* Simplify the PDRS where possible and reduce unnecessary complexity.
* Keep changes cost neutral and benefit neutral.
The administrative director stated that the PDRS revision must be finalized and that a determination of the cost impact needs to be done before DWC is ready to present the new schedule to the Commission for approval. He informed the Commission that DWC will also conduct an evaluation of the effects of the schedule revision, which is anticipated to take anywhere from 2 to 4 months.
At the June 8, 1995 Commission meeting, the administrative director reported that there was a delay in the assessment of the impact of the proposed PDRS. This was due to problems in pulling a sample of cases to rate using both the current and proposed Permanent Disability Rating Schedules. The administrative director estimated that DWC would have the results of such comparative ratings by August 1995 and could complete the regulatory hearing process and finalize the proposed PDRS by the end of 1995. The Permanent Disability Rating Schedule must be approved by the Commission before it may be adopted.
Commission staff will continue to monitor the progress of the Division of Workers' Compensation's project to revise the Permanent Disability Rating Schedule.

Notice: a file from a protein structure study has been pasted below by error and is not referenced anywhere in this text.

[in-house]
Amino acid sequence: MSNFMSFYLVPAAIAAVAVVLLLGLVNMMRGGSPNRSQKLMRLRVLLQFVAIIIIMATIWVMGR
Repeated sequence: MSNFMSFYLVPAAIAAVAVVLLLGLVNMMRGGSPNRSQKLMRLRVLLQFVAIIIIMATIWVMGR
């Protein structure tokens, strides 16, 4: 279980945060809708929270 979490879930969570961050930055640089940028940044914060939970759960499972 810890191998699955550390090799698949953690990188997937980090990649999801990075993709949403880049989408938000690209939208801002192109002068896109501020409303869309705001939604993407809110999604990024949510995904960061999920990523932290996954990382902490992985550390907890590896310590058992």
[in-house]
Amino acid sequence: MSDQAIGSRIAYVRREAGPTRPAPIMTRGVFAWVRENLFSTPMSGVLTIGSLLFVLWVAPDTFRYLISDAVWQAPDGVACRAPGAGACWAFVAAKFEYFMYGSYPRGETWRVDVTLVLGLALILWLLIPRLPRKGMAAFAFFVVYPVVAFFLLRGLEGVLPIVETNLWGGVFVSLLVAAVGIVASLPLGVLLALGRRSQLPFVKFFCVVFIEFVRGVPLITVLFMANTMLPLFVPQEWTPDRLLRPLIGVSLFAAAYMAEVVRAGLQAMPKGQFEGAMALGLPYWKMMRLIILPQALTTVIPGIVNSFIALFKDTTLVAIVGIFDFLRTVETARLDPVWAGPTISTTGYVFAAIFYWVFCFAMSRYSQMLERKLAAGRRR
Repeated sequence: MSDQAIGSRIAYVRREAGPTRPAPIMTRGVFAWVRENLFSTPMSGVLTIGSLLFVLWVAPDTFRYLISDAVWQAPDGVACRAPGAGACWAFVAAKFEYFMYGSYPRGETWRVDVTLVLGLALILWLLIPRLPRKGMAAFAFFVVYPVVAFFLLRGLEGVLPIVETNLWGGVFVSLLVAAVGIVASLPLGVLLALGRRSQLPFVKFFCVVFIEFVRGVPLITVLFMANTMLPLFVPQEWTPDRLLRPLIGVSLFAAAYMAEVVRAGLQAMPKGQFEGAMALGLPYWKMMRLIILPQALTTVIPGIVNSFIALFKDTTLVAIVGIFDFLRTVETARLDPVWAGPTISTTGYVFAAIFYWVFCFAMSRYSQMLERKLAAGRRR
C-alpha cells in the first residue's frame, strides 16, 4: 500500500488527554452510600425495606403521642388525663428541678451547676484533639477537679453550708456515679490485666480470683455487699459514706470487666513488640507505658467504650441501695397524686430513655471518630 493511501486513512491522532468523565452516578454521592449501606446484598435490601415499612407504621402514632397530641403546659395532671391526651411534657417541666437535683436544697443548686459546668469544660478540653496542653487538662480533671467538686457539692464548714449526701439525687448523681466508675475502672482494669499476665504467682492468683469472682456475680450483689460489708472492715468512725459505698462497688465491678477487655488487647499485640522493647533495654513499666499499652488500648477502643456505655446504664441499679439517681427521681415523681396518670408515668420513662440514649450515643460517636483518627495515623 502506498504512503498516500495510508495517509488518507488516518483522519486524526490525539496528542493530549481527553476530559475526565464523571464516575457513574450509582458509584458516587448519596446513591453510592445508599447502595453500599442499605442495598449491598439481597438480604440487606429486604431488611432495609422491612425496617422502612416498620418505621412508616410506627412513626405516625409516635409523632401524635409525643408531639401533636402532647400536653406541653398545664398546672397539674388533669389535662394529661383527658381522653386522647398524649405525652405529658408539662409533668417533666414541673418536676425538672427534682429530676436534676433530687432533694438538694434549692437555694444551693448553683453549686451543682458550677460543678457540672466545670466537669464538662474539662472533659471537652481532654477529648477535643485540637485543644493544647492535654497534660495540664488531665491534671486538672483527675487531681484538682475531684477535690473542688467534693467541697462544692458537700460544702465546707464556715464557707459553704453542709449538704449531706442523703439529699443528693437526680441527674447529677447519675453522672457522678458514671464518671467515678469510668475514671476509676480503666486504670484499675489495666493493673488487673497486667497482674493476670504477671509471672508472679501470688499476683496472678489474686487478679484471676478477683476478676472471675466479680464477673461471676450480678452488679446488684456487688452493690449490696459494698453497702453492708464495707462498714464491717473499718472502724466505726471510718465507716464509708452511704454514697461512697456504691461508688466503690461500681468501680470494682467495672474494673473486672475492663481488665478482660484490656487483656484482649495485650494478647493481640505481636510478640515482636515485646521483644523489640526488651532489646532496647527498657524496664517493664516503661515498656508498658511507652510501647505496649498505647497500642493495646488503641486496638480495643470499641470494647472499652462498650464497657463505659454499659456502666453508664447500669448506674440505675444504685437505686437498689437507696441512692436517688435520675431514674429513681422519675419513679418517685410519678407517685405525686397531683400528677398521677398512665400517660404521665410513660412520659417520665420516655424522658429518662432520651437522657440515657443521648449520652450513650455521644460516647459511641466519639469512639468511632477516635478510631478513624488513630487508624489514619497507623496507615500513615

Medical Evaluation Conflict of Interest Regulations
The Industrial Medical Council of the Department of Industrial Relations appoints physicians and certain other health care providers to serve as Qualified Medical Evaluators (QME). An injured worker has the right to request a formal medical evaluation from a QME if there is a dispute regarding the employer's determination of the extent of the injured worker's permanent impairment or other medical issues.
California Labor Code Section 139.2(o) specifies that a Qualified Medical Evaluator "may not request or accept any compensation or any other thing of value from any source that does or could create a conflict with his or her duties as an evaluator under this code." Section 139.2(o) further provides that the administrative director of the Division of Workers' Compensation shall adopt regulations to implement this subsection on or before July 1, 1994 after consultation with the Industrial Medical Council and the Commission on Health and Safety and Workers' Compensation.
The administrative director reported to the Commission that he was not entirely clear on the legislative intent of this requirement. He stated that he had attempted to place a proposal in the medical/legal fee schedule regulations to the effect that medical evaluators cannot have too much business with either side, applicant or defense. However, from the testimony at the hearing on those proposed regulations, the administrative director was convinced that such an approach was impractical.
The administrative director said he was able to implement Title 8, California Code of Regulations Section 9794(f) which provides that medical evaluators who violate the ban on self-referrals in the evaluation process cannot be paid.
The administrative director announced that he was not going to go forward with any other proposed regulations unless he received some guidance regarding what was required to fulfill the L.C. [[section]]139.2(o) mandate.